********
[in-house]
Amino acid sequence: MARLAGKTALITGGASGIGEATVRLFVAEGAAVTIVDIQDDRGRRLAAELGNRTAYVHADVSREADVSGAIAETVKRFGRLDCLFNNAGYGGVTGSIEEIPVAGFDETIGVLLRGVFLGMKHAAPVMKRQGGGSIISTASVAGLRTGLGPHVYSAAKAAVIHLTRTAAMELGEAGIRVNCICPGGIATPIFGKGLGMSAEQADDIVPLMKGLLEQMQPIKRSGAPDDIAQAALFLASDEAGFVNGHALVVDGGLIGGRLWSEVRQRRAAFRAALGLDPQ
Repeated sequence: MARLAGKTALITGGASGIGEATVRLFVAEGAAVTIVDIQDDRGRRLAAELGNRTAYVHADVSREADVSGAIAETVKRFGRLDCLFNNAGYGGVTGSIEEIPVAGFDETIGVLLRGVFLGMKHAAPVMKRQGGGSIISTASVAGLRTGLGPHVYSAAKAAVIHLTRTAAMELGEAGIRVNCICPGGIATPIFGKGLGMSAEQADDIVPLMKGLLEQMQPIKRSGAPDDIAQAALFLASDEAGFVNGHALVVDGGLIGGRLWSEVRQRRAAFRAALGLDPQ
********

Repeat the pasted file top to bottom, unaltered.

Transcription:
[in-house]
Amino acid sequence: MARLAGKTALITGGASGIGEATVRLFVAEGAAVTIVDIQDDRGRRLAAELGNRTAYVHADVSREADVSGAIAETVKRFGRLDCLFNNAGYGGVTGSIEEIPVAGFDETIGVLLRGVFLGMKHAAPVMKRQGGGSIISTASVAGLRTGLGPHVYSAAKAAVIHLTRTAAMELGEAGIRVNCICPGGIATPIFGKGLGMSAEQADDIVPLMKGLLEQMQPIKRSGAPDDIAQAALFLASDEAGFVNGHALVVDGGLIGGRLWSEVRQRRAAFRAALGLDPQ
Repeated sequence: MARLAGKTALITGGASGIGEATVRLFVAEGAAVTIVDIQDDRGRRLAAELGNRTAYVHADVSREADVSGAIAETVKRFGRLDCLFNNAGYGGVTGSIEEIPVAGFDETIGVLLRGVFLGMKHAAPVMKRQGGGSIISTASVAGLRTGLGPHVYSAAKAAVIHLTRTAAMELGEAGIRVNCICPGGIATPIFGKGLGMSAEQADDIVPLMKGLLEQMQPIKRSGAPDDIAQAALFLASDEAGFVNGHALVVDGGLIGGRLWSEVRQRRAAFRAALGLDPQ